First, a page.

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Key Points: What This Work Adds

  • 1.

    There is now a need for GPs to enter dialogue with and social services, to prompt tighter integrated services in primary care.

  • 2.

    Electronic Patient Records (EPR) need to be supplemented by decision support, personalised care planning and self-management education from trained health professionals, as well as social support from family, friends and peers.

  • 3.

    There needs to be a neutral environment where patients and health professionals can come together to provide more awareness of EPR in addition a neutral environment where patients and the public can source additional literature and context.

  • 4.

    Patient-Centred Multi-Disciplinary Team (MDT) meetings will allow patient and carers to gain more EPR awareness and a tighter understanding of what their results actually mean.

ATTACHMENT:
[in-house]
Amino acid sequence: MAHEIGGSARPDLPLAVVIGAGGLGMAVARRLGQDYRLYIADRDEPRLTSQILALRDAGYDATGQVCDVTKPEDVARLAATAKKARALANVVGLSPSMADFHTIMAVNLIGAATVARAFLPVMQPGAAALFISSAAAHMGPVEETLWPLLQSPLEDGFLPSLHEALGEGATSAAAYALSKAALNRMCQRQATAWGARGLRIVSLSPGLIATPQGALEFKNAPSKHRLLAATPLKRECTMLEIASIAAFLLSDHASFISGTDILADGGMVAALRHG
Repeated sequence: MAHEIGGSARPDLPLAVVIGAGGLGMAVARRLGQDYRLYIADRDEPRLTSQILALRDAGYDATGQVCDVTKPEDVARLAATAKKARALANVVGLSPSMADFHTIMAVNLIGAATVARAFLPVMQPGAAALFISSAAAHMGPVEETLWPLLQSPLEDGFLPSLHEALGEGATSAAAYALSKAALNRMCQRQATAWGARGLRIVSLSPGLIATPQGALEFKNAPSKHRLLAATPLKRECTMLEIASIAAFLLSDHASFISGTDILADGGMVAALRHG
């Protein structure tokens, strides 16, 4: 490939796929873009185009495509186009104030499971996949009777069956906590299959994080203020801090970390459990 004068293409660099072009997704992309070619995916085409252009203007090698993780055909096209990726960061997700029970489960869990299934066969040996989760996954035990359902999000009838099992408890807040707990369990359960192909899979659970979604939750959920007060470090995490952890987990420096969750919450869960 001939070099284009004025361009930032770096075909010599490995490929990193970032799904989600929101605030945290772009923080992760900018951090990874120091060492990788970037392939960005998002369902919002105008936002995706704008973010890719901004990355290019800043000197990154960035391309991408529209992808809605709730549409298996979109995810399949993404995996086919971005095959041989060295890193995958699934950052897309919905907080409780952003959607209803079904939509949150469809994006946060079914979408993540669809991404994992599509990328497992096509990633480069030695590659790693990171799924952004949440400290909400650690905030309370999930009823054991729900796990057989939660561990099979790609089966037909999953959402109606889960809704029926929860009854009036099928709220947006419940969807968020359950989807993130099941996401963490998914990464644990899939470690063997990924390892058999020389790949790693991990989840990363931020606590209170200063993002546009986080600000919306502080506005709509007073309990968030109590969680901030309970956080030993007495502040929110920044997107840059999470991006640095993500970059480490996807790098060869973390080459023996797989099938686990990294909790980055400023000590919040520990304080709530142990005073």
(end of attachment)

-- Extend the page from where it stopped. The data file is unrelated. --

• 5.

    GPs should look to pilot and implement rotation-based patient-centred MDT meetings in library environment, where one GP from a practice can rotate and call upon colleagues from primary and secondary care sectors to meet at library location where a patient is also called in for review. This should be at least piloted for patients with an LTC since they might have a number of co-morbidities and who might require further support with respect to EPR, HL and online support who would otherwise not know how to use facilities. A rotation system would allow more time for GPs to spend with patients in primary care.

  • 6.

    Health Literacy (HL) is predominantly a skills-based construct that does not include motivational elements. Using modes to improve HL alone to determine the needs of patients and simplifying instructions for them as a result may be a barrier to that person, thus affecting patient and professional relationship.

  • 7.

    There is an on-going need to support and work in partnership to increase awareness of local services in health and social care.